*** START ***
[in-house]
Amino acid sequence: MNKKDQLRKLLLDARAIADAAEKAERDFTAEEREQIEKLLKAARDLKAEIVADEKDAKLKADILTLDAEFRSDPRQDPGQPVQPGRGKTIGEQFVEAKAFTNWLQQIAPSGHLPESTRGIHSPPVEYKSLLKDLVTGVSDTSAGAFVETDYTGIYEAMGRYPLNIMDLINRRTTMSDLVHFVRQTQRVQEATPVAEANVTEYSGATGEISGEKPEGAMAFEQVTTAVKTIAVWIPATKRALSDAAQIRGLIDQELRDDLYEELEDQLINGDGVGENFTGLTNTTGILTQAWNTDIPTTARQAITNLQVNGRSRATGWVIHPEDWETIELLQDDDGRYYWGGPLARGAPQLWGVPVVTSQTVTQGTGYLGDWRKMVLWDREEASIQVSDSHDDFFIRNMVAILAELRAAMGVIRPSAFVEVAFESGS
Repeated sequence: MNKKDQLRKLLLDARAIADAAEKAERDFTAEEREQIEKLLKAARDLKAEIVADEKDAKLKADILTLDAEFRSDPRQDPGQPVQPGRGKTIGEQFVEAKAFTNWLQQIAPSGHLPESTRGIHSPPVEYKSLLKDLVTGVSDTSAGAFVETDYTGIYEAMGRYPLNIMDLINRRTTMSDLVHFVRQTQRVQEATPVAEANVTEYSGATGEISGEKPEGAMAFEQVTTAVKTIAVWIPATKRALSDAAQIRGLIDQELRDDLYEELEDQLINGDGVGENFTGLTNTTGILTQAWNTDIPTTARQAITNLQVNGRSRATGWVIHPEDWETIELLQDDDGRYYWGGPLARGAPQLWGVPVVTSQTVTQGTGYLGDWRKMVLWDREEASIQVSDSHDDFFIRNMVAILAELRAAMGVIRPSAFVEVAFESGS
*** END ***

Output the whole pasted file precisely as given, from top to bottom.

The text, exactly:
[in-house]
Amino acid sequence: MNKKDQLRKLLLDARAIADAAEKAERDFTAEEREQIEKLLKAARDLKAEIVADEKDAKLKADILTLDAEFRSDPRQDPGQPVQPGRGKTIGEQFVEAKAFTNWLQQIAPSGHLPESTRGIHSPPVEYKSLLKDLVTGVSDTSAGAFVETDYTGIYEAMGRYPLNIMDLINRRTTMSDLVHFVRQTQRVQEATPVAEANVTEYSGATGEISGEKPEGAMAFEQVTTAVKTIAVWIPATKRALSDAAQIRGLIDQELRDDLYEELEDQLINGDGVGENFTGLTNTTGILTQAWNTDIPTTARQAITNLQVNGRSRATGWVIHPEDWETIELLQDDDGRYYWGGPLARGAPQLWGVPVVTSQTVTQGTGYLGDWRKMVLWDREEASIQVSDSHDDFFIRNMVAILAELRAAMGVIRPSAFVEVAFESGS
Repeated sequence: MNKKDQLRKLLLDARAIADAAEKAERDFTAEEREQIEKLLKAARDLKAEIVADEKDAKLKADILTLDAEFRSDPRQDPGQPVQPGRGKTIGEQFVEAKAFTNWLQQIAPSGHLPESTRGIHSPPVEYKSLLKDLVTGVSDTSAGAFVETDYTGIYEAMGRYPLNIMDLINRRTTMSDLVHFVRQTQRVQEATPVAEANVTEYSGATGEISGEKPEGAMAFEQVTTAVKTIAVWIPATKRALSDAAQIRGLIDQELRDDLYEELEDQLINGDGVGENFTGLTNTTGILTQAWNTDIPTTARQAITNLQVNGRSRATGWVIHPEDWETIELLQDDDGRYYWGGPLARGAPQLWGVPVVTSQTVTQGTGYLGDWRKMVLWDREEASIQVSDSHDDFFIRNMVAILAELRAAMGVIRPSAFVEVAFESGS